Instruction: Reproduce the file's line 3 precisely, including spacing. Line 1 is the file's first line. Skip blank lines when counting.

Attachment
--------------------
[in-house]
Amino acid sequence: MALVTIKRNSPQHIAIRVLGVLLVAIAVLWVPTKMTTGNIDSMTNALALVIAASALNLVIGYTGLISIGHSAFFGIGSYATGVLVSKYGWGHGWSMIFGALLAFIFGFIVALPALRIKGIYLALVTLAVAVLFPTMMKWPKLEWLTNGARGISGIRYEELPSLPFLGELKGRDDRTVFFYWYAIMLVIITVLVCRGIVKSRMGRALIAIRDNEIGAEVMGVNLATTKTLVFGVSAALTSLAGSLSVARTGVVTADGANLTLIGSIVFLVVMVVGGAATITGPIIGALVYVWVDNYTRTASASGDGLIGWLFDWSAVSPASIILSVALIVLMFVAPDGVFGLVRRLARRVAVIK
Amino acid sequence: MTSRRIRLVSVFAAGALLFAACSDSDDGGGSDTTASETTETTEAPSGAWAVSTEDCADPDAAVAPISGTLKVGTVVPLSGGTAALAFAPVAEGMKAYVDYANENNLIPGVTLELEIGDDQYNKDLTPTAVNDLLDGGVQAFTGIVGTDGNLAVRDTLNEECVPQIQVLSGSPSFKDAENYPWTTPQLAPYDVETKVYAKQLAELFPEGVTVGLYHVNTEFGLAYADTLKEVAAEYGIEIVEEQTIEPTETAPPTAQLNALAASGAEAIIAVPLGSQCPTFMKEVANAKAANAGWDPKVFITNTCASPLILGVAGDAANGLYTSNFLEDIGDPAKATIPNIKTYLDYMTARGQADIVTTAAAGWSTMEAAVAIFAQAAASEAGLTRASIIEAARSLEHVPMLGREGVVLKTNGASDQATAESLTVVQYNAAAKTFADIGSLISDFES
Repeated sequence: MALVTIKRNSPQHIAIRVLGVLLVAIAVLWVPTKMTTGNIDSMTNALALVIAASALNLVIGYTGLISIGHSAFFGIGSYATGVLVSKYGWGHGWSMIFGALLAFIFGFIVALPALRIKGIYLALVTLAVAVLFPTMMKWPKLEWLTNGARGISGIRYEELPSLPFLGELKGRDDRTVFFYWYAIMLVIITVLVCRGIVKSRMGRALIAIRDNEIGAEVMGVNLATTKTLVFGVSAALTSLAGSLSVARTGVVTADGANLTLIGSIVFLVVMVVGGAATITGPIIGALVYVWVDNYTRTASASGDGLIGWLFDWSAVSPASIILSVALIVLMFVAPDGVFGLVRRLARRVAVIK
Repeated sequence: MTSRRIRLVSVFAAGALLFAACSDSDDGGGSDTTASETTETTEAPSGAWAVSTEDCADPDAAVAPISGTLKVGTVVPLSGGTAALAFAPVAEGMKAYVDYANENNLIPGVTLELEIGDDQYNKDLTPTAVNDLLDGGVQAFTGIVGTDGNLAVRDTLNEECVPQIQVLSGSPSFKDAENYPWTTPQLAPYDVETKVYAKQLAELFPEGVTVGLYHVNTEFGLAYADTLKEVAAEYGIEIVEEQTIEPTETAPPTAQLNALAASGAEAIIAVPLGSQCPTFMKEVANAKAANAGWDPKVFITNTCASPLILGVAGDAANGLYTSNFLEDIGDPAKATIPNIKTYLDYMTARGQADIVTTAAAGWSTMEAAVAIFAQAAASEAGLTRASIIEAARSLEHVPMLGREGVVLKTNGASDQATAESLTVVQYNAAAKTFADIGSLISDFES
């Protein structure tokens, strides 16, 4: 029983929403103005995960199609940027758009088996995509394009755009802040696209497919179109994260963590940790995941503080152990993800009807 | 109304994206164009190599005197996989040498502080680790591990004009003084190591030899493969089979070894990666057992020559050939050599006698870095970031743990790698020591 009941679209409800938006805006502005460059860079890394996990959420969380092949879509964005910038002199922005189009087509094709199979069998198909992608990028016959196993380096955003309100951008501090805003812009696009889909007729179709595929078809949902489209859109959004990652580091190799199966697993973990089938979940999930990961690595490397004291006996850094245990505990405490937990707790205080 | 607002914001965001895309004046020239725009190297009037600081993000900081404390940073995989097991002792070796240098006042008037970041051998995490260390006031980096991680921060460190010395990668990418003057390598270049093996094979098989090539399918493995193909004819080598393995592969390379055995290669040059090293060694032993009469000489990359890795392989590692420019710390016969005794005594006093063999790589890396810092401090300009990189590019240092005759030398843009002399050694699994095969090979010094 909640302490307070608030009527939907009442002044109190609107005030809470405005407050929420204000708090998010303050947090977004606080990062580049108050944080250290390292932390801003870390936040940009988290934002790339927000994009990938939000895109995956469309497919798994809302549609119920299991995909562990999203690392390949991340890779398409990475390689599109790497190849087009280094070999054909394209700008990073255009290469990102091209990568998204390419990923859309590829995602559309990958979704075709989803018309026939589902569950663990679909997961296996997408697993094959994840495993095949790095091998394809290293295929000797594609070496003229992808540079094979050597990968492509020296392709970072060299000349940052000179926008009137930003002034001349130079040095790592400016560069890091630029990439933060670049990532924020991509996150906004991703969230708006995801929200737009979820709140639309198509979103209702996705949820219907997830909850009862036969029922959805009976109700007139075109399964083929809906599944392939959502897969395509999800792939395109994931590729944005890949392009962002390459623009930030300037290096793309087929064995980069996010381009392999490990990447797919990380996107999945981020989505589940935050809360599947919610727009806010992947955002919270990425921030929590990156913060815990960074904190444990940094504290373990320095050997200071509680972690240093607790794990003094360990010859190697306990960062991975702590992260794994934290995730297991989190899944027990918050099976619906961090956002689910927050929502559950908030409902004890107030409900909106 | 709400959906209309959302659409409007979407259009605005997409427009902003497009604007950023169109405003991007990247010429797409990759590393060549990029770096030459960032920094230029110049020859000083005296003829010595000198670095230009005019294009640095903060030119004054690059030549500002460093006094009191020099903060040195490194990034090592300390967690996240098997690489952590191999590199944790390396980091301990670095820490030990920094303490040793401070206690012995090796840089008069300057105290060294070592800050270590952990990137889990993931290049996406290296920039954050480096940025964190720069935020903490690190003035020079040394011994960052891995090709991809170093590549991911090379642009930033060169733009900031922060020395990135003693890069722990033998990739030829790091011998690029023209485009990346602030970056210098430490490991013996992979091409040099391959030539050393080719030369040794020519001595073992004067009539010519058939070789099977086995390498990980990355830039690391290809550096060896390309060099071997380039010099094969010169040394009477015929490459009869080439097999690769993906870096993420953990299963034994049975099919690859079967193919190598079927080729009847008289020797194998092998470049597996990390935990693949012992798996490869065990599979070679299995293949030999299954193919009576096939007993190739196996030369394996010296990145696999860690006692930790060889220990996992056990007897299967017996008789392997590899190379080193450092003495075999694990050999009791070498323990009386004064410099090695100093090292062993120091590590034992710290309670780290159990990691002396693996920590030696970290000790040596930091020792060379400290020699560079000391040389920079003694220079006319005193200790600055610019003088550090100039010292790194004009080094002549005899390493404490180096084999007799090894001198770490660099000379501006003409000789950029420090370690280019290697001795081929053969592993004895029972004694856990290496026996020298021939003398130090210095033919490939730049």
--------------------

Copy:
Amino acid sequence: MTSRRIRLVSVFAAGALLFAACSDSDDGGGSDTTASETTETTEAPSGAWAVSTEDCADPDAAVAPISGTLKVGTVVPLSGGTAALAFAPVAEGMKAYVDYANENNLIPGVTLELEIGDDQYNKDLTPTAVNDLLDGGVQAFTGIVGTDGNLAVRDTLNEECVPQIQVLSGSPSFKDAENYPWTTPQLAPYDVETKVYAKQLAELFPEGVTVGLYHVNTEFGLAYADTLKEVAAEYGIEIVEEQTIEPTETAPPTAQLNALAASGAEAIIAVPLGSQCPTFMKEVANAKAANAGWDPKVFITNTCASPLILGVAGDAANGLYTSNFLEDIGDPAKATIPNIKTYLDYMTARGQADIVTTAAAGWSTMEAAVAIFAQAAASEAGLTRASIIEAARSLEHVPMLGREGVVLKTNGASDQATAESLTVVQYNAAAKTFADIGSLISDFES